West Fraser’s Chasm sawmill, located just north of the Village of Clinton, has been a substantial source of employment for local workers for decades past. Following the announcement of its closure in June, approximately 176 employees are slated to be affected by the shutdown. Many of those employees call Clinton home.
In the time since Chasm’s closure announcement, Clinton mayor Susan Swan issued a statement to the public via Clinton’s free newsletter, The Lariat. In her “Mayor’s Musings”, Swan admitted that June was a trying month for everyone.
“The 176 employees of the mill and their families have all had the rug pulled out from under them,” she said. “Mayor and council sympathize with what they are experiencing and want them to know that we are doing what we can to help.”
Swan noted that the Village recently met with personnel from the Ministry of Forests, Lands, Natural Resource Operations and Rural Development, as well as the Community Adjustment Manager, to discuss what may be done to help mill workers impacted by the shutdown.
Moreover, Swan advised that council held a special meeting with West Fraser’s management on June 20, three days after the Chasm closure announcement went public, to see how “we can help ease the impact on the mill employees and the Village.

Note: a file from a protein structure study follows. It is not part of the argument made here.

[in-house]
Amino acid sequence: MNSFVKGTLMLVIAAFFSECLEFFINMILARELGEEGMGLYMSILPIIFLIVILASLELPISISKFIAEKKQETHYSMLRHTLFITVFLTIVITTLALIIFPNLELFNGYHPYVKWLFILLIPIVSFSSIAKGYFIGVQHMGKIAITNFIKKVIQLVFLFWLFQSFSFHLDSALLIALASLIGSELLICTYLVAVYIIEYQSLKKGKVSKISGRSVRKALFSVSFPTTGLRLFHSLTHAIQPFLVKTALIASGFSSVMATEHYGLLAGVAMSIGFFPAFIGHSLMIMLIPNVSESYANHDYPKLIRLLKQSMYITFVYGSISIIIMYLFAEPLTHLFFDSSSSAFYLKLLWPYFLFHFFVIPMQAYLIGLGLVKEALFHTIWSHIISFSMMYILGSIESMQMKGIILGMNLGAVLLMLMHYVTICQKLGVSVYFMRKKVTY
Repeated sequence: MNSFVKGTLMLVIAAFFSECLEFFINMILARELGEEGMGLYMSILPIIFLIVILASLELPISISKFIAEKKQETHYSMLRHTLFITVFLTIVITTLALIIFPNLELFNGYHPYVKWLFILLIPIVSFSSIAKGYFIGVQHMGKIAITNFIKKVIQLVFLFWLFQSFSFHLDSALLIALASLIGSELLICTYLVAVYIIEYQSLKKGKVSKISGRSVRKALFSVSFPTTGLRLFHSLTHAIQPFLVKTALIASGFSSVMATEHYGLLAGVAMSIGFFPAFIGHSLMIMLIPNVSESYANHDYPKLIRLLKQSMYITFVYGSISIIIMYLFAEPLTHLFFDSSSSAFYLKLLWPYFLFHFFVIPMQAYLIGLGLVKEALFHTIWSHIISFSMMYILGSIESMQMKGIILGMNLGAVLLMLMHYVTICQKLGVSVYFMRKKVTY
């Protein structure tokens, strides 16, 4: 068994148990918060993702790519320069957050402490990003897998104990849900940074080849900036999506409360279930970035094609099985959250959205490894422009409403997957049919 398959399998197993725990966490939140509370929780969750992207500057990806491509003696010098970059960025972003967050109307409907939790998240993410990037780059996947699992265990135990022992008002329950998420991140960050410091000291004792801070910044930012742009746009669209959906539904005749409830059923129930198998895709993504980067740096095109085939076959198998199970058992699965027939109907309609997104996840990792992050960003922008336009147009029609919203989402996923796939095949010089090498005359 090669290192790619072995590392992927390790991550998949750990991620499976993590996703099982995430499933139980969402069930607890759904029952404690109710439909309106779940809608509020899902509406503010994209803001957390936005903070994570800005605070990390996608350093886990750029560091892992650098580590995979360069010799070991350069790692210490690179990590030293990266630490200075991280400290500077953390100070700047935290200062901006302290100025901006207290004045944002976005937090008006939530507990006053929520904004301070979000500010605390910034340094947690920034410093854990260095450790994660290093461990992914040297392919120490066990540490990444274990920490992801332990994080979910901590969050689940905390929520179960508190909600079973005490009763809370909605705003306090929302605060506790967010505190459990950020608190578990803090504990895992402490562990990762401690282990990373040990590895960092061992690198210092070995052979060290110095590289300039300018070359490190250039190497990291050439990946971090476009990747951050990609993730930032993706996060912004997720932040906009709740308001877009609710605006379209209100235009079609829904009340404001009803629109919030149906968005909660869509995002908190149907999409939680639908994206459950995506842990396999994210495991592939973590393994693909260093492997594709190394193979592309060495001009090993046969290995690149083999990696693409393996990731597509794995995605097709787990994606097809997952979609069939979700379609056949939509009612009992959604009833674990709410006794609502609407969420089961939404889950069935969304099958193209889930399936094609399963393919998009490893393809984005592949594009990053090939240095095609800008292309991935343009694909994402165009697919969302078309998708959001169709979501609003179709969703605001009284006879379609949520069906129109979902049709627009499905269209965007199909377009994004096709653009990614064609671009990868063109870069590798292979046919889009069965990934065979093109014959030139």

“The Chair and Manager of the Clinton and District Community Forest both attended [that meeting] as well to ascertain the impact on the Community Forest,” said Swan. “West Fraser assured them that they will still be buying logs for their other mills.”
The Village hosted a public Town Hall meeting on June 25 to bring in various agencies and supports to inform the public of the steps being taken to support local mill workers and their families.
“The Chasm mill site is a satellite of the Village of Clinton,” said Swan. “This means that the Village receives property taxes from West Fraser. Council and staff will be exploring how the closure will affect [our] future plans and projects.”
No council minutes from the Village of Clinton have been publicly posted to the community’s website since before June, despite council meetings taking place throughout both June and July. Those documents are, however, available for request at the Village office. The next regular council meeting is scheduled for Aug. 14.
Swan concluded her comments on the closure by saying that Clinton is a resilient community.
“We will get through this,” she wrote, adding that council’s Five Year Economic Development Plan for the Village will now take on more urgency moving forward.
“We are not the only area dealing with mill closures,” Swan said.
“I and the mayors of the other affected communities have been in conversation regarding meetings with appropriate Ministers and the Premier.”
“This is not an isolated problem but a challenge for many of our interior B.C. communities. By working together, we have a stronger voice than trying to go it alone.”